Asians, in general, the Japanese being an exception, prefer the somewhat mellow, yet crisp, strong flavoured and light and bright Dimbulla Tea. The Japanese given their penchant for seeking delicacy in their tea, will absolutely welcome a gift of Nuwara Eliya Tea, which are light and delicate in character, yet striking in colour and grand in fragranced flavour.
Middle Easterners enjoy a strong cup of Ruhuna Tea, which is grown in the warmth of the southern highlands of Sri Lanka. The Germans and the Dutch prefer the smooth, strong and aromatic Uva Tea. Dimbulla Tea is also ideal for European countries with a tradition of taking milk with tea. As for the Russians and residents of Eastern Europe, non-astringent Dimbulla, brewed with a slice of lemon would be hard to resist. Organic and flavoured tea mixed with Sri Lankan herbs will be ideal for the health conscious.
Personality and individual flamboyance of the receiver is key to selecting the packaging. A lavish display of customary Sri Lankan art, carved on a copper urn is an exclusive ornament along with bronze and silver plated cylinder-shaped containers, gold and platinum plated porcelain teapots that will end up as imposing collectibles in the cabinet. Art buffs are also sure to appreciate a generous display of indigenous art.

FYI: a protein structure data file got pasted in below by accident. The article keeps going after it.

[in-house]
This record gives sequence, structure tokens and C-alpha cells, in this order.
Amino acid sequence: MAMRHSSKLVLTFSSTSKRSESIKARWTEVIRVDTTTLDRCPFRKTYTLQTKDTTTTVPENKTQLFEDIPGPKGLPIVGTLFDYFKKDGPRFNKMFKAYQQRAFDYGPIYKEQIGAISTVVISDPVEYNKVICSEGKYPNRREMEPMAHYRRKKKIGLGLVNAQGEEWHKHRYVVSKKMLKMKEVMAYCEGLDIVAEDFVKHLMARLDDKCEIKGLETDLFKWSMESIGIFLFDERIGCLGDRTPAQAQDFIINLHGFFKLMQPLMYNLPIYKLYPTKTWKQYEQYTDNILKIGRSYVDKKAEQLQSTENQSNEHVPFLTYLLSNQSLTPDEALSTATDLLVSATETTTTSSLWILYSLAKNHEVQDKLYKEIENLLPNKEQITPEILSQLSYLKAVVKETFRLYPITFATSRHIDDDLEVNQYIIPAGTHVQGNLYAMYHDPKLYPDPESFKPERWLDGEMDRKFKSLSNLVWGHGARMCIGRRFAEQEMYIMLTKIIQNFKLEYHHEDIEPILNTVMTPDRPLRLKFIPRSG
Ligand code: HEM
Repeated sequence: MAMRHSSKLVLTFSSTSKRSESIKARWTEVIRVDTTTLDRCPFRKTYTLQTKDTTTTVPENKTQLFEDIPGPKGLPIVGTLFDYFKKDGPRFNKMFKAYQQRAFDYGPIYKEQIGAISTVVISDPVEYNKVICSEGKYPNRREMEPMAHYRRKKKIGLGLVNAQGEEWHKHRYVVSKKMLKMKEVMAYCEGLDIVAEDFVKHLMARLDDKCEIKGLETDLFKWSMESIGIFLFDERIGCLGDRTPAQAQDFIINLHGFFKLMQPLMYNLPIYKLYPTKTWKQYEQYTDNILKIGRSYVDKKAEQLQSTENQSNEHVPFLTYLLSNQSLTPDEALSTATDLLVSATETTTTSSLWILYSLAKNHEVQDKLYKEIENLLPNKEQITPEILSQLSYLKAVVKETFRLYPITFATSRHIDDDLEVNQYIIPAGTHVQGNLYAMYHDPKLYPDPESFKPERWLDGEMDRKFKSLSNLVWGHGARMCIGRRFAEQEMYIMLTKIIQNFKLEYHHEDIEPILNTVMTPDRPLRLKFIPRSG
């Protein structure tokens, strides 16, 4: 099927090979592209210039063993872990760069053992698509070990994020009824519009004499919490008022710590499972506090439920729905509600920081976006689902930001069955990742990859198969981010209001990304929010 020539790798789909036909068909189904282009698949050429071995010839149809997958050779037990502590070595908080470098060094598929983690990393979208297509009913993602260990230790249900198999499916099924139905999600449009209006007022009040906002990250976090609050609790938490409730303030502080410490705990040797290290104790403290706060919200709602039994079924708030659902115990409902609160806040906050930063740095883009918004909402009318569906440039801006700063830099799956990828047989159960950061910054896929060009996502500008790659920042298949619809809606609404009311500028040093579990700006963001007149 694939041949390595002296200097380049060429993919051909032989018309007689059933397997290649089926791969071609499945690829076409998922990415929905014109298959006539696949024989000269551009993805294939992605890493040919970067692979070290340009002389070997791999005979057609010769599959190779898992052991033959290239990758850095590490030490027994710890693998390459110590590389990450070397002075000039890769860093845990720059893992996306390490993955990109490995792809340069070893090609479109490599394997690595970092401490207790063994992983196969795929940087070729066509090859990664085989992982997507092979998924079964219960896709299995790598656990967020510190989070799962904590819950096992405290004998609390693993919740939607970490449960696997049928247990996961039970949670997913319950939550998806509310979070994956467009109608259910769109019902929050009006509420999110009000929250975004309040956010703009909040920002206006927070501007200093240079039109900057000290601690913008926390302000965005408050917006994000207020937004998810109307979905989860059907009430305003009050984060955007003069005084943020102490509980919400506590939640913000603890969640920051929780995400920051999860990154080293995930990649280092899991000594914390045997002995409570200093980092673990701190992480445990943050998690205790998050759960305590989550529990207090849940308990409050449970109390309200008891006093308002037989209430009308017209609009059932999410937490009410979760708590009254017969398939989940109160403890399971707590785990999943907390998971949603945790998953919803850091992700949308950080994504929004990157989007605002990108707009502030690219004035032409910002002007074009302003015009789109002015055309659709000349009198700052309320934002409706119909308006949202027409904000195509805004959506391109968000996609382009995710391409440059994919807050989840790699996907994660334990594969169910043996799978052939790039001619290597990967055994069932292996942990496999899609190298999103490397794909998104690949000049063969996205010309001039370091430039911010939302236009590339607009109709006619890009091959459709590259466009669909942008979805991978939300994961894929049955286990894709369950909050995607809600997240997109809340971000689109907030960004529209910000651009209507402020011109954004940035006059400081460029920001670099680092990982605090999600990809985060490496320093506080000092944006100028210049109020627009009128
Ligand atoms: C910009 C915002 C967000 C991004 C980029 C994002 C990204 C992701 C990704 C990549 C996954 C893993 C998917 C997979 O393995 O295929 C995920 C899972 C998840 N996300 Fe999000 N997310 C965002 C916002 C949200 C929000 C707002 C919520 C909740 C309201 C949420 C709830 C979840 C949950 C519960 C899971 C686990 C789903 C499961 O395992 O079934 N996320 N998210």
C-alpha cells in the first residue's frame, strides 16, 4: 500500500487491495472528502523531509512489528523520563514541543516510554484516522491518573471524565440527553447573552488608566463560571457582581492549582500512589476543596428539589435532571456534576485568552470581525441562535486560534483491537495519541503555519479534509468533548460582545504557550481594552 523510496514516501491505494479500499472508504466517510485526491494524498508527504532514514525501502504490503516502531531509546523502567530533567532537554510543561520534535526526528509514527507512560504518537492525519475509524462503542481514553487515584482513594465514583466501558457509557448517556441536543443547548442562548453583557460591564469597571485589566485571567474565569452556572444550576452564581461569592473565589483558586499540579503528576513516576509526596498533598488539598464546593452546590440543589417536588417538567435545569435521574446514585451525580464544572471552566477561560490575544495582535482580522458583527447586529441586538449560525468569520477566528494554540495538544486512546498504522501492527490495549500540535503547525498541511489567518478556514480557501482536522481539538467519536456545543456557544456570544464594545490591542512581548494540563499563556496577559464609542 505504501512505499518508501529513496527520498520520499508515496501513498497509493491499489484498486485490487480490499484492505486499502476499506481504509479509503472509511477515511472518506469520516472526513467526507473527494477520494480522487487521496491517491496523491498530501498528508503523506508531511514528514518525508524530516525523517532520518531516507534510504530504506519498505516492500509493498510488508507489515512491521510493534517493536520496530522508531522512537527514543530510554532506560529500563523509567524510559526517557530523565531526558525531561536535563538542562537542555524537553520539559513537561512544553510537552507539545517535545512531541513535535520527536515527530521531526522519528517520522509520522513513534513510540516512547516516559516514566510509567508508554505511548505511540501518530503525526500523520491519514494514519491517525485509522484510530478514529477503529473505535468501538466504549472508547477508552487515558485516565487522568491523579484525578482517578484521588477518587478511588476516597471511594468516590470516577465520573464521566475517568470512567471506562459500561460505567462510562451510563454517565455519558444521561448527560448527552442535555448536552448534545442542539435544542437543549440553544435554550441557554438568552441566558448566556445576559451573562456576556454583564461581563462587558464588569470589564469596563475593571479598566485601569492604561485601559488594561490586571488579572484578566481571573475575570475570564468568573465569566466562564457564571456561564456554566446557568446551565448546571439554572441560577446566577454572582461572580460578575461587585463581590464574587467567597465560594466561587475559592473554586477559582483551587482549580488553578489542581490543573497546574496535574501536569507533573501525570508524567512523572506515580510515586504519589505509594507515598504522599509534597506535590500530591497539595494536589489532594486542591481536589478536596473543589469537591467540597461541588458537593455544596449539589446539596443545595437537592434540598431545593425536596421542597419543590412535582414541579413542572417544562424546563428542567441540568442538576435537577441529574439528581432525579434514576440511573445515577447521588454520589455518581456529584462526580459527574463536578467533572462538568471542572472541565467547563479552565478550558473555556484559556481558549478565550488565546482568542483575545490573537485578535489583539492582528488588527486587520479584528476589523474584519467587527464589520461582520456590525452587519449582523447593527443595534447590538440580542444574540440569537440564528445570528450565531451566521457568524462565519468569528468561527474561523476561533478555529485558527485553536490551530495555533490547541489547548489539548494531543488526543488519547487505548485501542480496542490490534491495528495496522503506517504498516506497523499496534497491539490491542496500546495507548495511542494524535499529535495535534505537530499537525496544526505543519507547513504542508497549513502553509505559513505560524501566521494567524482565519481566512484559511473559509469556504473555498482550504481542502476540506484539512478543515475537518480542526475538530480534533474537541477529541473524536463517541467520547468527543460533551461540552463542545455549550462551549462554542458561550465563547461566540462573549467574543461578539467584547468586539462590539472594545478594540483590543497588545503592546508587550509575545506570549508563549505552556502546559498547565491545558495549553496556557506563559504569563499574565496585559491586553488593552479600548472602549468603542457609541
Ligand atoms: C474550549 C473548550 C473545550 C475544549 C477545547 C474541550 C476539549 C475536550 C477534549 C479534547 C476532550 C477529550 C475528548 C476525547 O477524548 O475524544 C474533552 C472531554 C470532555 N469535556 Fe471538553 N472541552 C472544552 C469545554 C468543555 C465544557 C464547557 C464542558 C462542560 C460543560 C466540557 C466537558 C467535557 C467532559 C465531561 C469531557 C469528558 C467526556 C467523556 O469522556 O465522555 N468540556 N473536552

Sachets of tea of various blends in wooden boxes of varying size and colour are dignified gifts for corporate clients too. Endearing animal figurines in porcelain, long considered auspicious by South East Asians are extremely colourful. The majesty in the caparisoned Sri Lankan elephant is unmatched, an ornament and also convertible to a salt and pepper shaker. For family and friends, the square caddies will be quite functional around the house. The earthenware figures exude a sense of spontaneous frivolity, again useful for daily living or like the animal figures carved out of coconut husk, will make a unique home decor. With so much to choose from, celebrate the Season with a swill of tea that reminds of home, its comfort and warmth.